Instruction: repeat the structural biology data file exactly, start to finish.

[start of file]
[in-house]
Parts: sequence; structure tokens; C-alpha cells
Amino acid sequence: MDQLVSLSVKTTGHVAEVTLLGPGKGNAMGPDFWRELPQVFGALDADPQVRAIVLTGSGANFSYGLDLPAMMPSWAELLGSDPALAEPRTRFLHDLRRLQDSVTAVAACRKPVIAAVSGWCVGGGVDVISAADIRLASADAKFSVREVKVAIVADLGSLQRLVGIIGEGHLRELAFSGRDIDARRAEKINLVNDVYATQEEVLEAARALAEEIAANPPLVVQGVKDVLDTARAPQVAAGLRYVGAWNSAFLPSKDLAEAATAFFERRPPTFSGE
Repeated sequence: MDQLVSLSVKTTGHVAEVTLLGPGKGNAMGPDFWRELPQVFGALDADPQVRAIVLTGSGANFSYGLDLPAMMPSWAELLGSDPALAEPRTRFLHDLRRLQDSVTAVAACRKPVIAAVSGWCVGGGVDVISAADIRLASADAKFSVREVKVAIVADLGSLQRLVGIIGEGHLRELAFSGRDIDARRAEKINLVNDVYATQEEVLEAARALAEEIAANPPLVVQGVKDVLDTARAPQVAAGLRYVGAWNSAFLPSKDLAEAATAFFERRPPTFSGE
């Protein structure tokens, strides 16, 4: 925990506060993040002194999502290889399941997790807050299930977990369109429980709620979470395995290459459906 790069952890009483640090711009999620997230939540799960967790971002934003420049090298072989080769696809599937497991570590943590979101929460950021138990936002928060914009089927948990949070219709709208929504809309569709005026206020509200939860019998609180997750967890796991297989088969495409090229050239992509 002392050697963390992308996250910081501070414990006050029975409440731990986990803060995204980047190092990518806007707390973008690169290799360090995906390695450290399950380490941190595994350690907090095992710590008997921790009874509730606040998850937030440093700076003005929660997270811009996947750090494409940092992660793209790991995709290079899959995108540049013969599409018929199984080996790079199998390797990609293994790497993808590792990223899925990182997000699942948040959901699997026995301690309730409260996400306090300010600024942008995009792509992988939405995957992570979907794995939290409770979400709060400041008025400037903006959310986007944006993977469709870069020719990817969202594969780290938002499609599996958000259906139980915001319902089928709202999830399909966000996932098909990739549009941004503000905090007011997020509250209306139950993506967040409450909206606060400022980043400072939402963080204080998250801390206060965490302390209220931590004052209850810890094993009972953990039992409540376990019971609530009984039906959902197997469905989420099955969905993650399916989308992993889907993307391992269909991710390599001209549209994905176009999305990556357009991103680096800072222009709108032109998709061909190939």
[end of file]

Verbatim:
[in-house]
Parts: sequence; structure tokens; C-alpha cells
Amino acid sequence: MDQLVSLSVKTTGHVAEVTLLGPGKGNAMGPDFWRELPQVFGALDADPQVRAIVLTGSGANFSYGLDLPAMMPSWAELLGSDPALAEPRTRFLHDLRRLQDSVTAVAACRKPVIAAVSGWCVGGGVDVISAADIRLASADAKFSVREVKVAIVADLGSLQRLVGIIGEGHLRELAFSGRDIDARRAEKINLVNDVYATQEEVLEAARALAEEIAANPPLVVQGVKDVLDTARAPQVAAGLRYVGAWNSAFLPSKDLAEAATAFFERRPPTFSGE
Repeated sequence: MDQLVSLSVKTTGHVAEVTLLGPGKGNAMGPDFWRELPQVFGALDADPQVRAIVLTGSGANFSYGLDLPAMMPSWAELLGSDPALAEPRTRFLHDLRRLQDSVTAVAACRKPVIAAVSGWCVGGGVDVISAADIRLASADAKFSVREVKVAIVADLGSLQRLVGIIGEGHLRELAFSGRDIDARRAEKINLVNDVYATQEEVLEAARALAEEIAANPPLVVQGVKDVLDTARAPQVAAGLRYVGAWNSAFLPSKDLAEAATAFFERRPPTFSGE
């Protein structure tokens, strides 16, 4: 925990506060993040002194999502290889399941997790807050299930977990369109429980709620979470395995290459459906 790069952890009483640090711009999620997230939540799960967790971002934003420049090298072989080769696809599937497991570590943590979101929460950021138990936002928060914009089927948990949070219709709208929504809309569709005026206020509200939860019998609180997750967890796991297989088969495409090229050239992509 002392050697963390992308996250910081501070414990006050029975409440731990986990803060995204980047190092990518806007707390973008690169290799360090995906390695450290399950380490941190595994350690907090095992710590008997921790009874509730606040998850937030440093700076003005929660997270811009996947750090494409940092992660793209790991995709290079899959995108540049013969599409018929199984080996790079199998390797990609293994790497993808590792990223899925990182997000699942948040959901699997026995301690309730409260996400306090300010600024942008995009792509992988939405995957992570979907794995939290409770979400709060400041008025400037903006959310986007944006993977469709870069020719990817969202594969780290938002499609599996958000259906139980915001319902089928709202999830399909966000996932098909990739549009941004503000905090007011997020509250209306139950993506967040409450909206606060400022980043400072939402963080204080998250801390206060965490302390209220931590004052209850810890094993009972953990039992409540376990019971609530009984039906959902197997469905989420099955969905993650399916989308992993889907993307391992269909991710390599001209549209994905176009999305990556357009991103680096800072222009709108032109998709061909190939």